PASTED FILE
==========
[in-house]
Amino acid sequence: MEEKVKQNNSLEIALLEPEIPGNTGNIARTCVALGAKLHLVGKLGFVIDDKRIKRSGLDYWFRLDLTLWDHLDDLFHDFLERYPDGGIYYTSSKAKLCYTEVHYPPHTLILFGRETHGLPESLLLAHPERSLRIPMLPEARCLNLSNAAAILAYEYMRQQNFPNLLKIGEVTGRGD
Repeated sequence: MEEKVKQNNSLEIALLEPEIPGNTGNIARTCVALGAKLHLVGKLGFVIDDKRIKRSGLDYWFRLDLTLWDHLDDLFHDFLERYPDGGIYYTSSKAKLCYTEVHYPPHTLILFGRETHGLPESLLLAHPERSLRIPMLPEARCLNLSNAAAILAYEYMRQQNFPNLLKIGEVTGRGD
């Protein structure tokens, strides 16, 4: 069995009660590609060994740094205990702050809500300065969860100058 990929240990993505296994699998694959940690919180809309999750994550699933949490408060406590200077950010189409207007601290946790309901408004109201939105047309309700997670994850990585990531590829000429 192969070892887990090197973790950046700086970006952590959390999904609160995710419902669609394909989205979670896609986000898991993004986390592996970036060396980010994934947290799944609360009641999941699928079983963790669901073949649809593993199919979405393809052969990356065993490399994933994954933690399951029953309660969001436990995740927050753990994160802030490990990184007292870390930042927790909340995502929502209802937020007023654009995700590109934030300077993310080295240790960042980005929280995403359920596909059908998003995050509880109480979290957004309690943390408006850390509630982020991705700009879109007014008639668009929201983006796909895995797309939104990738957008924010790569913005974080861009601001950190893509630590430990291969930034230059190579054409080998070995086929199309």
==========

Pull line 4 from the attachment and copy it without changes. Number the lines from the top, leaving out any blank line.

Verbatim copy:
């Protein structure tokens, strides 16, 4: 069995009660590609060994740094205990702050809500300065969860100058 990929240990993505296994699998694959940690919180809309999750994550699933949490408060406590200077950010189409207007601290946790309901408004109201939105047309309700997670994850990585990531590829000429 192969070892887990090197973790950046700086970006952590959390999904609160995710419902669609394909989205979670896609986000898991993004986390592996970036060396980010994934947290799944609360009641999941699928079983963790669901073949649809593993199919979405393809052969990356065993490399994933994954933690399951029953309660969001436990995740927050753990994160802030490990990184007292870390930042927790909340995502929502209802937020007023654009995700590109934030300077993310080295240790960042980005929280995403359920596909059908998003995050509880109480979290957004309690943390408006850390509630982020991705700009879109007014008639668009929201983006796909895995797309939104990738957008924010790569913005974080861009601001950190893509630590430990291969930034230059190579054409080998070995086929199309």